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It starts with a face—more a mask than a face, puffy from stress and crying and a loss that few can imagine. It's the delicate, almost distracted face of Natalie Portman, playing 34-year-old Jacqueline Kennedy during the week after her husband’s 1963 assassination, in Jackie. Right from the beginning of Pablo Larraín’s near-experimental stunner, you can tell you're in for a psychodrama of strange, hypnotic intimacy. One should also mention the orchestral smear heard on the soundtrack: a nauseating lurch of Psycho-esque strings provided by Under the Skin’s Mica Levi, who expresses the movie’s theme of sudden change better than anyone.
Jackie is a political period piece, something Larraín, a Chilean filmmaker, is especially good at. (His late-'80s–set Augusto Pinochet electoral comedy No is better than an entire season of Veep.) But more than any of Larraín’s movies, Jackie represents a deep dive into internal catastrophe. Eclipsing her work in Black Swan, Portman flutters like a sail in a brisk wind. She is scattered, tense, wrecked and compellingly defiant in the face of those who would prefer she act a certain way. Supported by a director who often places his camera mere inches from her nose, Portman excels in a portrayal that no First Lady has ever been blessed to receive onscreen (nor any American President, come to think of it).
The smart script, by Noah Oppenheim, is designed as an expressionist framework built of disconnected moments. We see Jackie on the plane flying out of Dallas, shell-shocked as Lyndon B. Johnson takes his emergency oath of office. We watch her later that night, shedding the iconic pink suit and washing the blood and brains from her hair; it’s her first private time as a widow. Some of these scenes are simply unbearable to endure, but the ones that stay with you articulate something unusual for a grief drama: forward-thinking savvy. There is JFK’s legacy, already in question, to think about, as Jackie asks her aides about the scale of Abraham Lincoln’s funeral. She seethes her way through a touchy interview with a profile writer (Billy Crudup, superb), insisting on total control of the piece: 'And I don’t smoke,' she says, exhaling a deep plume.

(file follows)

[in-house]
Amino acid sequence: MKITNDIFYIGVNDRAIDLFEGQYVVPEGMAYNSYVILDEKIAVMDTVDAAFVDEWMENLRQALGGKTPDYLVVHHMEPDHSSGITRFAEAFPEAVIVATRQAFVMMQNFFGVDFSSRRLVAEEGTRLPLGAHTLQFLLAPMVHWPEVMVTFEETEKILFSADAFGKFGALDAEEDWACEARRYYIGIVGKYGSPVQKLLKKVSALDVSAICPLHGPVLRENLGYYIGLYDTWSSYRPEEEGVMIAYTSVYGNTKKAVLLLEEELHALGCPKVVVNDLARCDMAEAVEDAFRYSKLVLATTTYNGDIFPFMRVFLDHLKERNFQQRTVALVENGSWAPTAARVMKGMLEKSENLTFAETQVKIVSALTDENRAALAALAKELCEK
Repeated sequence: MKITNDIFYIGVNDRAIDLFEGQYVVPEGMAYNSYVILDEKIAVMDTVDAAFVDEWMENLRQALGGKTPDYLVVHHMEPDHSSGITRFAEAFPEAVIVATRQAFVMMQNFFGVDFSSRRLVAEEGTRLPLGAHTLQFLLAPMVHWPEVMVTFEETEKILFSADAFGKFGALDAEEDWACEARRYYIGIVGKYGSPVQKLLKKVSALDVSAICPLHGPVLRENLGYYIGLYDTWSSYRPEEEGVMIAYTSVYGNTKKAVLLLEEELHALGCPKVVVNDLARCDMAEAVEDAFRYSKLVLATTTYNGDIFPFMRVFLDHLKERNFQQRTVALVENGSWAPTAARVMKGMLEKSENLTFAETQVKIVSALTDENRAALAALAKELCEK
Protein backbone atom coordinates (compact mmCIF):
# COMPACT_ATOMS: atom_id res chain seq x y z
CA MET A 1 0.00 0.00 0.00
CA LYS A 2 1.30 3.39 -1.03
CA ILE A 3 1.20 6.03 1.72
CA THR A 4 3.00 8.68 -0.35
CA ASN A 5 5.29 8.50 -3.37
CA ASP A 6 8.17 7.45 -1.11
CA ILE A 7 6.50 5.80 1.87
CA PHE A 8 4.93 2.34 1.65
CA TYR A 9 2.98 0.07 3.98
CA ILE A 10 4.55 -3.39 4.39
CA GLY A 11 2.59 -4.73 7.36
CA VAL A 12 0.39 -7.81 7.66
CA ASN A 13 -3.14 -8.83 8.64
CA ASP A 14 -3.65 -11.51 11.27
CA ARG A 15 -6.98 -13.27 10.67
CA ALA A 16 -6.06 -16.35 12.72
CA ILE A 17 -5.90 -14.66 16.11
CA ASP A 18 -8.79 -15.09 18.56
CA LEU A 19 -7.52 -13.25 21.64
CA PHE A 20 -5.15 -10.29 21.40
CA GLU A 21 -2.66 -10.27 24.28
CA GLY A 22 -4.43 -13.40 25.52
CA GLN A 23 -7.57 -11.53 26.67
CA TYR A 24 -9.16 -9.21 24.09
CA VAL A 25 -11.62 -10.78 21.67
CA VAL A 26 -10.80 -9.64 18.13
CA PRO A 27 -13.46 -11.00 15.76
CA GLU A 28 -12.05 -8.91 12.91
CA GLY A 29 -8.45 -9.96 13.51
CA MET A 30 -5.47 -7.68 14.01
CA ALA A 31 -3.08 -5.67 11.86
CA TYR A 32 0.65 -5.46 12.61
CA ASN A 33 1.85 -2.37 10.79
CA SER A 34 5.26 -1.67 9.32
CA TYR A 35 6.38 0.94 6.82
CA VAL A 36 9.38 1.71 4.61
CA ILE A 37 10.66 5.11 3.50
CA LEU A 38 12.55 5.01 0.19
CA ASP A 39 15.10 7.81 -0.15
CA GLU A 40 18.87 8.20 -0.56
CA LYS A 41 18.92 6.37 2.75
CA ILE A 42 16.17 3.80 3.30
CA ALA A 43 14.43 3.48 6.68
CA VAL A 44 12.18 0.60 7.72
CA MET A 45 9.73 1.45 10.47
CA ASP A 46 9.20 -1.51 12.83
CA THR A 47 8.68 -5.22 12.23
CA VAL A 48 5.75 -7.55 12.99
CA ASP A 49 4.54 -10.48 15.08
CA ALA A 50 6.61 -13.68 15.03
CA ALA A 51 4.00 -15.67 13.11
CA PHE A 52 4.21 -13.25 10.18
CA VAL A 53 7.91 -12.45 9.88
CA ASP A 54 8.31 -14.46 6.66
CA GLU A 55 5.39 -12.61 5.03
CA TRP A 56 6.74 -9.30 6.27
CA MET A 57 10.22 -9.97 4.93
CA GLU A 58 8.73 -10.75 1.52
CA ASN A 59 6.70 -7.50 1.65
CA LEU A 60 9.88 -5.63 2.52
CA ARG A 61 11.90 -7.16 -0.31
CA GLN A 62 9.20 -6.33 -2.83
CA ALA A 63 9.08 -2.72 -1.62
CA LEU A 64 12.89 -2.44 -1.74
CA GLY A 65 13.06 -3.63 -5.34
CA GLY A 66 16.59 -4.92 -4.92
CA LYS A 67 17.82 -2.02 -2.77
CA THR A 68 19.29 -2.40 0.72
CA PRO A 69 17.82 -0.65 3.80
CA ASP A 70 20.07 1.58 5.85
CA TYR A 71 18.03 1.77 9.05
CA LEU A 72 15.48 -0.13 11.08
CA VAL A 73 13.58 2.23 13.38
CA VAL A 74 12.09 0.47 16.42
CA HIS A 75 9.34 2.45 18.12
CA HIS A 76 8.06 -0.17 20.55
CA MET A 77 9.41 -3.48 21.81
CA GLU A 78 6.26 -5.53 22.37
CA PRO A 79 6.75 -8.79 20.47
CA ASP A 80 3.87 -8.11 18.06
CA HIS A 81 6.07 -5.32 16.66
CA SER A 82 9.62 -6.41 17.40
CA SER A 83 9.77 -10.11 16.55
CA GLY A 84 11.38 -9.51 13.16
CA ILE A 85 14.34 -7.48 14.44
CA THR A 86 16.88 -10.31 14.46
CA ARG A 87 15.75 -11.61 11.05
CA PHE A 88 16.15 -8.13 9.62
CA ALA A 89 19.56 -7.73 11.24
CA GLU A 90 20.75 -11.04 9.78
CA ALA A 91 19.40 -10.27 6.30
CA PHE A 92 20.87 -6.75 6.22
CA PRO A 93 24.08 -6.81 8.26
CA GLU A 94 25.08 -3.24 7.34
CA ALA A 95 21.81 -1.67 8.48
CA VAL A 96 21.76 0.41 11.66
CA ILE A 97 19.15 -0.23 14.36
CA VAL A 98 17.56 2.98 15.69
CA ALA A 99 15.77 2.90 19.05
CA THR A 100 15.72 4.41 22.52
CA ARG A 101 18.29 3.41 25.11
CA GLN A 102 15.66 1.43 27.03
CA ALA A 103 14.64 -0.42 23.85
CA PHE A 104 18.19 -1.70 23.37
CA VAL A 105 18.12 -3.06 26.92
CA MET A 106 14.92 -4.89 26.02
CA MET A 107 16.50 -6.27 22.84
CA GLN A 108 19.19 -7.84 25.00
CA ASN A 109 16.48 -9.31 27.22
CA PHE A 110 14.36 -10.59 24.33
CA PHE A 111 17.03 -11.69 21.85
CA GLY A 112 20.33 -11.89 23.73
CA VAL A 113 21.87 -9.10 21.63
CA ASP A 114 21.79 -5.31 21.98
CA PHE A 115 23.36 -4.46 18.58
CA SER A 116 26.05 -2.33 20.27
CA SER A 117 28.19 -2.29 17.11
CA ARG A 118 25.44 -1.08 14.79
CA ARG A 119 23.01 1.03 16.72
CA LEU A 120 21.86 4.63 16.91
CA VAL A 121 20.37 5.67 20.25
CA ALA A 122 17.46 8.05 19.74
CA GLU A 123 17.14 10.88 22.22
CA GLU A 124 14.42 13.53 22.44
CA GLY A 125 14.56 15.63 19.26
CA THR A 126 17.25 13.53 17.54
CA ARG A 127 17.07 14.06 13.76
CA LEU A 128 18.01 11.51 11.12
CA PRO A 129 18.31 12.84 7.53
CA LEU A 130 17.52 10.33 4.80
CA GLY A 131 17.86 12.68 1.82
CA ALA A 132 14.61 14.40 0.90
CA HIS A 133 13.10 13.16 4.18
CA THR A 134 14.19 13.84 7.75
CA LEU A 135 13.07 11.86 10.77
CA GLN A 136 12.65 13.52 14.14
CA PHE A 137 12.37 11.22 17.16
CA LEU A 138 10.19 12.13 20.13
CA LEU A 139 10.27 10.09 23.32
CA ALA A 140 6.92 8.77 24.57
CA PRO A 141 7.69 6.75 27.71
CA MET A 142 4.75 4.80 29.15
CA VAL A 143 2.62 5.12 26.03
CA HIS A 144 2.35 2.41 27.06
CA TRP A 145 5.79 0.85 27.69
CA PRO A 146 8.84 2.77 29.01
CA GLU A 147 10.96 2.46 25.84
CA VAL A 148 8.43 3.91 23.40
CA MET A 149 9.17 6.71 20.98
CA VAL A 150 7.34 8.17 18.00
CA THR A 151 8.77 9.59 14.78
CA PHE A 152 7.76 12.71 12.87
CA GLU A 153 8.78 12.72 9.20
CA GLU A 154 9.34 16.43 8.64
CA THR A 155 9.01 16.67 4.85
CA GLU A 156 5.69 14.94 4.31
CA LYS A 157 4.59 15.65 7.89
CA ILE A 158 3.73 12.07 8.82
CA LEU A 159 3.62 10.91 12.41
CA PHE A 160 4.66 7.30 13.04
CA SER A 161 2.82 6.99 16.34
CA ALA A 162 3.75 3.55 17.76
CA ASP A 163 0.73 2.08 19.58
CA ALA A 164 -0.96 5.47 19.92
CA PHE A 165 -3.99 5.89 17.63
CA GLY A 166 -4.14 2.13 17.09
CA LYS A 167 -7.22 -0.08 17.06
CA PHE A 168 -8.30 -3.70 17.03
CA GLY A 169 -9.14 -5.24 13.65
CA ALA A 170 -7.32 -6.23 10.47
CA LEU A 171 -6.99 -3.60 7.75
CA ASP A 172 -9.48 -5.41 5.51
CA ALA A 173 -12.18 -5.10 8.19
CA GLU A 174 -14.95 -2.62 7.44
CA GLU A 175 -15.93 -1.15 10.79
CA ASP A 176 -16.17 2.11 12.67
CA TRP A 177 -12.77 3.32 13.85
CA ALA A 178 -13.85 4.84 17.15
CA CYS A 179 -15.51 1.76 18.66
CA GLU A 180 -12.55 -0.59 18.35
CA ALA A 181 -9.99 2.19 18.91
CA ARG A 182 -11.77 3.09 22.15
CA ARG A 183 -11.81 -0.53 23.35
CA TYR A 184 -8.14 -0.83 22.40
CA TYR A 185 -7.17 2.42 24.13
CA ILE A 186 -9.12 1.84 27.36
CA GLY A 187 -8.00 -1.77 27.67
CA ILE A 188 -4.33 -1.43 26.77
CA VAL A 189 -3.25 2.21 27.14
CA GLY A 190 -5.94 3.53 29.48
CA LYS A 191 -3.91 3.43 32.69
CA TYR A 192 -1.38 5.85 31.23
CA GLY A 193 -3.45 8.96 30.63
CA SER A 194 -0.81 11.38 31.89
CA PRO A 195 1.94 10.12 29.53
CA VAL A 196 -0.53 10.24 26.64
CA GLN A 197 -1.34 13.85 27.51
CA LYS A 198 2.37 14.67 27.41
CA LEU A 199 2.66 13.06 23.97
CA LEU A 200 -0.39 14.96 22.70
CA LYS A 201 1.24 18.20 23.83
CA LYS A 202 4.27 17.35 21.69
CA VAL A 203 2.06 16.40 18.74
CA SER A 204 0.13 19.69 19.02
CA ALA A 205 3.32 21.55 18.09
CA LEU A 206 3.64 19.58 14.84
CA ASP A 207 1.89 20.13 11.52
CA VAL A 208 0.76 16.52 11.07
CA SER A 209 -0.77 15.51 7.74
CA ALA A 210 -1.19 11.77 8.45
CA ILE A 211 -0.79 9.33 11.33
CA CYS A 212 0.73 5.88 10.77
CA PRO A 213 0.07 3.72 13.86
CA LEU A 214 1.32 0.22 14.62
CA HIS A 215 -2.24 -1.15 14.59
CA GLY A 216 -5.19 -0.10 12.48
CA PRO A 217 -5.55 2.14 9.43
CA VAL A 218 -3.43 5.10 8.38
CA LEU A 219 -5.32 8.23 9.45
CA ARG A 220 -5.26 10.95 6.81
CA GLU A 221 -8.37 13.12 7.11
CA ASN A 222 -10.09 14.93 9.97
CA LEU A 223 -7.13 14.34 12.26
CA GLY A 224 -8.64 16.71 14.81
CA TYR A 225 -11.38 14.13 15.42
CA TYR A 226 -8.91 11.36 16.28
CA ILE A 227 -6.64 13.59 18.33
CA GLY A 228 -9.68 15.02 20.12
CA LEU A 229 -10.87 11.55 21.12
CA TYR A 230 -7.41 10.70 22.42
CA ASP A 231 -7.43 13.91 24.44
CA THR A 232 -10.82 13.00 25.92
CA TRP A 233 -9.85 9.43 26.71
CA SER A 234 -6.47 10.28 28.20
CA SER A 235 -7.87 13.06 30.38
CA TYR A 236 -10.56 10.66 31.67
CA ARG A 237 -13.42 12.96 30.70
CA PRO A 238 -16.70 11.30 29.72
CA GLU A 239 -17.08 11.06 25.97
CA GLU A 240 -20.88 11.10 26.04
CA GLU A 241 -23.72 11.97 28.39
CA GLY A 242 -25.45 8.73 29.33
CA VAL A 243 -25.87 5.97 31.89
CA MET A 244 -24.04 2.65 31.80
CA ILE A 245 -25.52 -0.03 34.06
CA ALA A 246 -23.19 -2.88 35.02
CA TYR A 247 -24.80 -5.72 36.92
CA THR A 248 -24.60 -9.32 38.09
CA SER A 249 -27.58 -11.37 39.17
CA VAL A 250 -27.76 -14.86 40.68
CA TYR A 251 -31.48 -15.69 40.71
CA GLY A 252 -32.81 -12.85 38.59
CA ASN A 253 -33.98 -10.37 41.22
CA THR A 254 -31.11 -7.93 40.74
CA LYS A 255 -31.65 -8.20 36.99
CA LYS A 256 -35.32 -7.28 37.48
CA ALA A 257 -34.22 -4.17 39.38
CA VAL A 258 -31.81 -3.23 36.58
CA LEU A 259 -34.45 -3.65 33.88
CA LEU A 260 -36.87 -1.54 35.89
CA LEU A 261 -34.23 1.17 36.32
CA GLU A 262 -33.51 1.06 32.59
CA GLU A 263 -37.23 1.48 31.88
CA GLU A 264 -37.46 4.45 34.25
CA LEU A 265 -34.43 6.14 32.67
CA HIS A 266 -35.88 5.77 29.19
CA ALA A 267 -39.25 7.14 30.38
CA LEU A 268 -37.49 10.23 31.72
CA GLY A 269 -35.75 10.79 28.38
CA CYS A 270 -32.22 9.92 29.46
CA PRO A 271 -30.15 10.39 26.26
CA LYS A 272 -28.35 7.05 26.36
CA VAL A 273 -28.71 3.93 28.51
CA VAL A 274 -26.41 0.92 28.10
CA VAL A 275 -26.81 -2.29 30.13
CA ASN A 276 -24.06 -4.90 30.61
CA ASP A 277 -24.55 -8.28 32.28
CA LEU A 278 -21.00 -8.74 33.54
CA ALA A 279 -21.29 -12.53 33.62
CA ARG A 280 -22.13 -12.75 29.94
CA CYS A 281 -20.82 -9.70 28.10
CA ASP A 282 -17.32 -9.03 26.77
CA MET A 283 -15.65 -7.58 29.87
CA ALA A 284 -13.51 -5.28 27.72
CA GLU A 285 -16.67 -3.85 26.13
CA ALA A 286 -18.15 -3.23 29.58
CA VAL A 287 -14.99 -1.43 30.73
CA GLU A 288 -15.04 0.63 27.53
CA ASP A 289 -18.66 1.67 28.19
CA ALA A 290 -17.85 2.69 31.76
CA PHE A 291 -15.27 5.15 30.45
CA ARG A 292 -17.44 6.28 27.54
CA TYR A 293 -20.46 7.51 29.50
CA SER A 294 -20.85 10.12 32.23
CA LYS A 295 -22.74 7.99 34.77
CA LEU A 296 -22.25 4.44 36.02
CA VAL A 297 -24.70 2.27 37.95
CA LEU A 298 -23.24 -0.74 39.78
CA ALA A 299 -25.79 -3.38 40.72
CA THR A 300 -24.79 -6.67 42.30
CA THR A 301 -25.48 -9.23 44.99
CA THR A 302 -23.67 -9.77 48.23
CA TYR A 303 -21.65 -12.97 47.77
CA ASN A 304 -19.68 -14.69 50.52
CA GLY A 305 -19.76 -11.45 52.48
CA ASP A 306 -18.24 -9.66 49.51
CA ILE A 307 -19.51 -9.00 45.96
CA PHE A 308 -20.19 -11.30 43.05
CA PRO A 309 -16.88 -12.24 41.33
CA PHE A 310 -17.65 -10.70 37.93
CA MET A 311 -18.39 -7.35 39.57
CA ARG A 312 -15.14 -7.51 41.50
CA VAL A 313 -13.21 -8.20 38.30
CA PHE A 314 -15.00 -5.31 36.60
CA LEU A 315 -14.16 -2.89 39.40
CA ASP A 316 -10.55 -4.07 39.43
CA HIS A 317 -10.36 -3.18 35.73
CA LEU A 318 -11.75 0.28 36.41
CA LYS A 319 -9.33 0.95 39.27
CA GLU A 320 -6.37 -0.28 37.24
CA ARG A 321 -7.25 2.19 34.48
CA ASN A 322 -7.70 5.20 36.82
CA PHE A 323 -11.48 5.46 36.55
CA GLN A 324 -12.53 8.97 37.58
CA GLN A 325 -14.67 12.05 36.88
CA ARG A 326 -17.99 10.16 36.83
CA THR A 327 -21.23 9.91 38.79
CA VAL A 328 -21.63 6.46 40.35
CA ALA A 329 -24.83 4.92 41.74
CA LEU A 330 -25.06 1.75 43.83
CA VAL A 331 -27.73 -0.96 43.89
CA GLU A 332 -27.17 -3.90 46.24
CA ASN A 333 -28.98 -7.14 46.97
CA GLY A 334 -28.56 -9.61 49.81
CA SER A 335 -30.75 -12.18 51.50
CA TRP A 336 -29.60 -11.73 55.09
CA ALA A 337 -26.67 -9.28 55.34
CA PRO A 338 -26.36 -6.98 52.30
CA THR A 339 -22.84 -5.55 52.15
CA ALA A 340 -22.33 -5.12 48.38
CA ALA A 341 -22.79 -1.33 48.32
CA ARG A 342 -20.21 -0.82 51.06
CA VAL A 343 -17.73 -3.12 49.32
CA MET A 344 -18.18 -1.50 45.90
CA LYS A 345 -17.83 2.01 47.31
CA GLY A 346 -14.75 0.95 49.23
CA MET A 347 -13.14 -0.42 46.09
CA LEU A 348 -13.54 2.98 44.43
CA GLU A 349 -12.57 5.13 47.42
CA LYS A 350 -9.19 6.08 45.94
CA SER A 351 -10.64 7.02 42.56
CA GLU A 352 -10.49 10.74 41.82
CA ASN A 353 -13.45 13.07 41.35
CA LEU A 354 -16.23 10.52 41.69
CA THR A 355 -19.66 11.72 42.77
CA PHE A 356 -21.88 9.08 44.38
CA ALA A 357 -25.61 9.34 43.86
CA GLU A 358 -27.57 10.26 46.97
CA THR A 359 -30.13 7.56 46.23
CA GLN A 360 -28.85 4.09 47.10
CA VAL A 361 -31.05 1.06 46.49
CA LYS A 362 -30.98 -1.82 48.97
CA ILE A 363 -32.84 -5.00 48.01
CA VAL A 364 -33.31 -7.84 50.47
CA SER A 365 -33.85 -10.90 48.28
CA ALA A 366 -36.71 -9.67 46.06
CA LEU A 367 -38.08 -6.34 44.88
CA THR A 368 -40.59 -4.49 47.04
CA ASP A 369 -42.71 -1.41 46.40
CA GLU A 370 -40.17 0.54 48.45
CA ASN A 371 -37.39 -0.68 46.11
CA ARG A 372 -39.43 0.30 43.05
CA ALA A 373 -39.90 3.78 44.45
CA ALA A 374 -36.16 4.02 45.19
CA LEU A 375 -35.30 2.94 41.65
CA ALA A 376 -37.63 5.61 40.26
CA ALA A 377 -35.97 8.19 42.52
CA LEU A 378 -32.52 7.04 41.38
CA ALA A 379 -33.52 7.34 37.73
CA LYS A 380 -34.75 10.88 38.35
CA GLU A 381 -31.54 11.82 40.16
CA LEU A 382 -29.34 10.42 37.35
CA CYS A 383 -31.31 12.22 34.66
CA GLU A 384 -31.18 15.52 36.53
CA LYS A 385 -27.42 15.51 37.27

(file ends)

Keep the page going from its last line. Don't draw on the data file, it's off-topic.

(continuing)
Running counter to Portman’s complexity is an elegantly developed strand of unfinished business. 'We’re just the beautiful people,' spits Robert Kennedy (Peter Sarsgaard, an equal to Portman’s commitment), furious at the thought of what his brother didn't have time to achieve. In one of his most gorgeous pieces of support work, John Hurt plays an Irish Catholic priest attempting to guide Kennedy through the worst of her black thoughts, but even he seems uncertain. Jackie pummels you with grandeur, with its epic visions of the funeral and that terrible moment in the convertible (all of it rendered in pitch-perfect detail and a subtle 16-millimetre shudder). Yet the film's lasting impact is dazzlingly intellectual: Just as JFK himself turned politics into image-making, his wife continued his work when no one else could.
By Joshua Rothkopf